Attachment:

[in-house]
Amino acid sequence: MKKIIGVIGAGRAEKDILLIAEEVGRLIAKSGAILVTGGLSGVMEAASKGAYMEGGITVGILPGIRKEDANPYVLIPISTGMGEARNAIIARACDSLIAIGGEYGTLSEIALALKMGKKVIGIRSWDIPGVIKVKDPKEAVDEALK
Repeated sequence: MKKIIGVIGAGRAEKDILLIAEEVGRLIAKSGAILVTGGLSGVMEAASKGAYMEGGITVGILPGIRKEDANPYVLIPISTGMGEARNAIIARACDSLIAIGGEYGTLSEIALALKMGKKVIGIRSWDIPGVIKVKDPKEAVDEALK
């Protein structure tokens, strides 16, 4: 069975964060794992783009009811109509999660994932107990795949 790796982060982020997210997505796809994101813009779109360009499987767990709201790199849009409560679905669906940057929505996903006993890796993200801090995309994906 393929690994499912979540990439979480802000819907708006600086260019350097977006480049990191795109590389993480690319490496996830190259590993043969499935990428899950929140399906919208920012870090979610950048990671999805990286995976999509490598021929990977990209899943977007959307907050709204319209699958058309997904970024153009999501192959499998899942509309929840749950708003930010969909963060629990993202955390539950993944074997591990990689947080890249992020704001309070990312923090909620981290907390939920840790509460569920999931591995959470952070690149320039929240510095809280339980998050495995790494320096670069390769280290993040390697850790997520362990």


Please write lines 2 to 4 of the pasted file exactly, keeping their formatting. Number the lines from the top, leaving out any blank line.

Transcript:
Amino acid sequence: MKKIIGVIGAGRAEKDILLIAEEVGRLIAKSGAILVTGGLSGVMEAASKGAYMEGGITVGILPGIRKEDANPYVLIPISTGMGEARNAIIARACDSLIAIGGEYGTLSEIALALKMGKKVIGIRSWDIPGVIKVKDPKEAVDEALK
Repeated sequence: MKKIIGVIGAGRAEKDILLIAEEVGRLIAKSGAILVTGGLSGVMEAASKGAYMEGGITVGILPGIRKEDANPYVLIPISTGMGEARNAIIARACDSLIAIGGEYGTLSEIALALKMGKKVIGIRSWDIPGVIKVKDPKEAVDEALK
């Protein structure tokens, strides 16, 4: 069975964060794992783009009811109509999660994932107990795949 790796982060982020997210997505796809994101813009779109360009499987767990709201790199849009409560679905669906940057929505996903006993890796993200801090995309994906 393929690994499912979540990439979480802000819907708006600086260019350097977006480049990191795109590389993480690319490496996830190259590993043969499935990428899950929140399906919208920012870090979610950048990671999805990286995976999509490598021929990977990209899943977007959307907050709204319209699958058309997904970024153009999501192959499998899942509309929840749950708003930010969909963060629990993202955390539950993944074997591990990689947080890249992020704001309070990312923090909620981290907390939920840790509460569920999931591995959470952070690149320039929240510095809280339980998050495995790494320096670069390769280290993040390697850790997520362990």